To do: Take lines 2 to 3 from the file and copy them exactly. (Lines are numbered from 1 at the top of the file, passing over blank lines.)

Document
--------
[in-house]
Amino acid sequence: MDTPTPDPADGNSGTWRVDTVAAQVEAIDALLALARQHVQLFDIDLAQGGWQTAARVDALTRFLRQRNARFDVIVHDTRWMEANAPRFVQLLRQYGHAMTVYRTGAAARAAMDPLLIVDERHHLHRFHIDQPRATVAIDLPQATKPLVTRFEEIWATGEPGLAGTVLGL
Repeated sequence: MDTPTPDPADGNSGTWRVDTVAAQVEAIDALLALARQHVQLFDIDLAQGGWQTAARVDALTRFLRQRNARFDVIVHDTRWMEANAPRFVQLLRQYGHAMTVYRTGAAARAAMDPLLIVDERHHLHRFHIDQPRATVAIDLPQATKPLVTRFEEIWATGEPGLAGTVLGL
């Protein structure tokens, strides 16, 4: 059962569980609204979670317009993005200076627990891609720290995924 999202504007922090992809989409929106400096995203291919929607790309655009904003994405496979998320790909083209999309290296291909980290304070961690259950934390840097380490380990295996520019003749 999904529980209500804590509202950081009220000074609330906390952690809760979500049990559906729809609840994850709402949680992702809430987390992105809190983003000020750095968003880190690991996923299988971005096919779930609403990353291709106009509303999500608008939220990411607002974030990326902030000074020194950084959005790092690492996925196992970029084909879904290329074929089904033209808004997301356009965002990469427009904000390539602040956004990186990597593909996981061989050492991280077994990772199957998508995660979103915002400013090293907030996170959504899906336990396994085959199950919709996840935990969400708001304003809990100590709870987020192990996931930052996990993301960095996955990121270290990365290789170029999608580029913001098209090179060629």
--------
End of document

Amino acid sequence: MDTPTPDPADGNSGTWRVDTVAAQVEAIDALLALARQHVQLFDIDLAQGGWQTAARVDALTRFLRQRNARFDVIVHDTRWMEANAPRFVQLLRQYGHAMTVYRTGAAARAAMDPLLIVDERHHLHRFHIDQPRATVAIDLPQATKPLVTRFEEIWATGEPGLAGTVLGL
Repeated sequence: MDTPTPDPADGNSGTWRVDTVAAQVEAIDALLALARQHVQLFDIDLAQGGWQTAARVDALTRFLRQRNARFDVIVHDTRWMEANAPRFVQLLRQYGHAMTVYRTGAAARAAMDPLLIVDERHHLHRFHIDQPRATVAIDLPQATKPLVTRFEEIWATGEPGLAGTVLGL